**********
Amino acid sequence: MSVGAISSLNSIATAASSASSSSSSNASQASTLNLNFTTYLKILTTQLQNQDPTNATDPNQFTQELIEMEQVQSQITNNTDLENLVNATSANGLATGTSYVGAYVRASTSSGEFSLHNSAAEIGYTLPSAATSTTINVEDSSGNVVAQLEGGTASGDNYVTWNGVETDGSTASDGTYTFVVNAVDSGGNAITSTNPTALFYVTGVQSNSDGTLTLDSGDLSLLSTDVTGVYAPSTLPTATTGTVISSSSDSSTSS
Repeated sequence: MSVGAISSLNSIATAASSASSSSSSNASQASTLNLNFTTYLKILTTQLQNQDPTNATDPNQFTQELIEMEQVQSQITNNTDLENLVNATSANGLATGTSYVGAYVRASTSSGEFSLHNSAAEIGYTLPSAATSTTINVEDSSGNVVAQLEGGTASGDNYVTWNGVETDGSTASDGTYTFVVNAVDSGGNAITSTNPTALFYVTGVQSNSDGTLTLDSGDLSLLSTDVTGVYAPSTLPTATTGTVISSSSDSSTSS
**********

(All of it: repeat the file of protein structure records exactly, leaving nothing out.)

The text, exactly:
Amino acid sequence: MSVGAISSLNSIATAASSASSSSSSNASQASTLNLNFTTYLKILTTQLQNQDPTNATDPNQFTQELIEMEQVQSQITNNTDLENLVNATSANGLATGTSYVGAYVRASTSSGEFSLHNSAAEIGYTLPSAATSTTINVEDSSGNVVAQLEGGTASGDNYVTWNGVETDGSTASDGTYTFVVNAVDSGGNAITSTNPTALFYVTGVQSNSDGTLTLDSGDLSLLSTDVTGVYAPSTLPTATTGTVISSSSDSSTSS
Repeated sequence: MSVGAISSLNSIATAASSASSSSSSNASQASTLNLNFTTYLKILTTQLQNQDPTNATDPNQFTQELIEMEQVQSQITNNTDLENLVNATSANGLATGTSYVGAYVRASTSSGEFSLHNSAAEIGYTLPSAATSTTINVEDSSGNVVAQLEGGTASGDNYVTWNGVETDGSTASDGTYTFVVNAVDSGGNAITSTNPTALFYVTGVQSNSDGTLTLDSGDLSLLSTDVTGVYAPSTLPTATTGTVISSSSDSSTSS